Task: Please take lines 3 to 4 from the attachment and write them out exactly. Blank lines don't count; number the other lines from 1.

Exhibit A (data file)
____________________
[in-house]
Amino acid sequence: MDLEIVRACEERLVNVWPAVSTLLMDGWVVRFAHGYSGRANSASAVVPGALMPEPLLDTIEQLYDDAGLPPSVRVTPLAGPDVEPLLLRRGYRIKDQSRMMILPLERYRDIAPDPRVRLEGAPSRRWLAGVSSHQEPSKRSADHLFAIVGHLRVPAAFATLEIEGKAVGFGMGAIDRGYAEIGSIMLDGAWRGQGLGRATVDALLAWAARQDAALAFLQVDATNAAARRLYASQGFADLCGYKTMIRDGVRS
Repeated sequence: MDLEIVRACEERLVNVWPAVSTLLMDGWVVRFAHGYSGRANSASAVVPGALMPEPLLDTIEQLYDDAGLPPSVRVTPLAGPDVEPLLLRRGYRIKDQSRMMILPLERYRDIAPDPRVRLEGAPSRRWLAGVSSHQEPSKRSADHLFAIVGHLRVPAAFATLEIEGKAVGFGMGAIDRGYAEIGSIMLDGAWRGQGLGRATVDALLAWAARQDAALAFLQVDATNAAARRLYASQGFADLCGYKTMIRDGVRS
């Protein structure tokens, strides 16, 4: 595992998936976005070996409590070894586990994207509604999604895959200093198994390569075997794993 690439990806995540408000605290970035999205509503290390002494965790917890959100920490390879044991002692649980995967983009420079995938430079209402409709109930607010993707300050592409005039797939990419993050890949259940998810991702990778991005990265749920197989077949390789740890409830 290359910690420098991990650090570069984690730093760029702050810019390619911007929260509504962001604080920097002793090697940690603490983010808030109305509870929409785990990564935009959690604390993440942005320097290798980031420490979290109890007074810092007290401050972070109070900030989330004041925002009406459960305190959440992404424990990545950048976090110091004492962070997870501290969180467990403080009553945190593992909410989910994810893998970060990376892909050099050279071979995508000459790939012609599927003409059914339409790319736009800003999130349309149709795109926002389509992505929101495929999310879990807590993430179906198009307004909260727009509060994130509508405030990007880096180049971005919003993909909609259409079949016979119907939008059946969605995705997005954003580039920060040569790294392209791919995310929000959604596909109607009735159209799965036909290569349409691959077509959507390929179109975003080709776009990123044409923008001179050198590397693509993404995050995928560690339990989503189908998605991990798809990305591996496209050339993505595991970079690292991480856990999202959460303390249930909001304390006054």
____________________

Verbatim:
Repeated sequence: MDLEIVRACEERLVNVWPAVSTLLMDGWVVRFAHGYSGRANSASAVVPGALMPEPLLDTIEQLYDDAGLPPSVRVTPLAGPDVEPLLLRRGYRIKDQSRMMILPLERYRDIAPDPRVRLEGAPSRRWLAGVSSHQEPSKRSADHLFAIVGHLRVPAAFATLEIEGKAVGFGMGAIDRGYAEIGSIMLDGAWRGQGLGRATVDALLAWAARQDAALAFLQVDATNAAARRLYASQGFADLCGYKTMIRDGVRS
């Protein structure tokens, strides 16, 4: 595992998936976005070996409590070894586990994207509604999604895959200093198994390569075997794993 690439990806995540408000605290970035999205509503290390002494965790917890959100920490390879044991002692649980995967983009420079995938430079209402409709109930607010993707300050592409005039797939990419993050890949259940998810991702990778991005990265749920197989077949390789740890409830 290359910690420098991990650090570069984690730093760029702050810019390619911007929260509504962001604080920097002793090697940690603490983010808030109305509870929409785990990564935009959690604390993440942005320097290798980031420490979290109890007074810092007290401050972070109070900030989330004041925002009406459960305190959440992404424990990545950048976090110091004492962070997870501290969180467990403080009553945190593992909410989910994810893998970060990376892909050099050279071979995508000459790939012609599927003409059914339409790319736009800003999130349309149709795109926002389509992505929101495929999310879990807590993430179906198009307004909260727009509060994130509508405030990007880096180049971005919003993909909609259409079949016979119907939008059946969605995705997005954003580039920060040569790294392209791919995310929000959604596909109607009735159209799965036909290569349409691959077509959507390929179109975003080709776009990123044409923008001179050198590397693509993404995050995928560690339990989503189908998605991990798809990305591996496209050339993505595991970079690292991480856990999202959460303390249930909001304390006054």